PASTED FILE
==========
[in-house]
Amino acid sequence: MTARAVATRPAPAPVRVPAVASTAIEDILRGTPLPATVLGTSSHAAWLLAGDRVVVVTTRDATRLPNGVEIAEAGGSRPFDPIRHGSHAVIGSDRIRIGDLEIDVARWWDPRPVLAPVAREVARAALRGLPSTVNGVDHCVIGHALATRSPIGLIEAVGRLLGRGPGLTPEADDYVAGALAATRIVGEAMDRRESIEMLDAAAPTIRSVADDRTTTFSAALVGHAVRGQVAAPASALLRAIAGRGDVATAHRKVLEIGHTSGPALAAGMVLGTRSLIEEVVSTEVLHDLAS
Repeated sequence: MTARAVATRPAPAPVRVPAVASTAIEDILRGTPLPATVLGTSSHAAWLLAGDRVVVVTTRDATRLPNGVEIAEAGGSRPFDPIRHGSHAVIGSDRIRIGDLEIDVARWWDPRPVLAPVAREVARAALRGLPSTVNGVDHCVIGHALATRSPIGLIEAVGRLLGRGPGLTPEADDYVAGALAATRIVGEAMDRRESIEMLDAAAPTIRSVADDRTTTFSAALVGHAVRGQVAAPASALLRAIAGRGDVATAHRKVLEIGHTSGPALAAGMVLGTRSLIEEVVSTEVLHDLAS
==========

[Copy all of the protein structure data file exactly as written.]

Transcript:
[in-house]
Amino acid sequence: MTARAVATRPAPAPVRVPAVASTAIEDILRGTPLPATVLGTSSHAAWLLAGDRVVVVTTRDATRLPNGVEIAEAGGSRPFDPIRHGSHAVIGSDRIRIGDLEIDVARWWDPRPVLAPVAREVARAALRGLPSTVNGVDHCVIGHALATRSPIGLIEAVGRLLGRGPGLTPEADDYVAGALAATRIVGEAMDRRESIEMLDAAAPTIRSVADDRTTTFSAALVGHAVRGQVAAPASALLRAIAGRGDVATAHRKVLEIGHTSGPALAAGMVLGTRSLIEEVVSTEVLHDLAS
Repeated sequence: MTARAVATRPAPAPVRVPAVASTAIEDILRGTPLPATVLGTSSHAAWLLAGDRVVVVTTRDATRLPNGVEIAEAGGSRPFDPIRHGSHAVIGSDRIRIGDLEIDVARWWDPRPVLAPVAREVARAALRGLPSTVNGVDHCVIGHALATRSPIGLIEAVGRLLGRGPGLTPEADDYVAGALAATRIVGEAMDRRESIEMLDAAAPTIRSVADDRTTTFSAALVGHAVRGQVAAPASALLRAIAGRGDVATAHRKVLEIGHTSGPALAAGMVLGTRSLIEEVVSTEVLHDLAS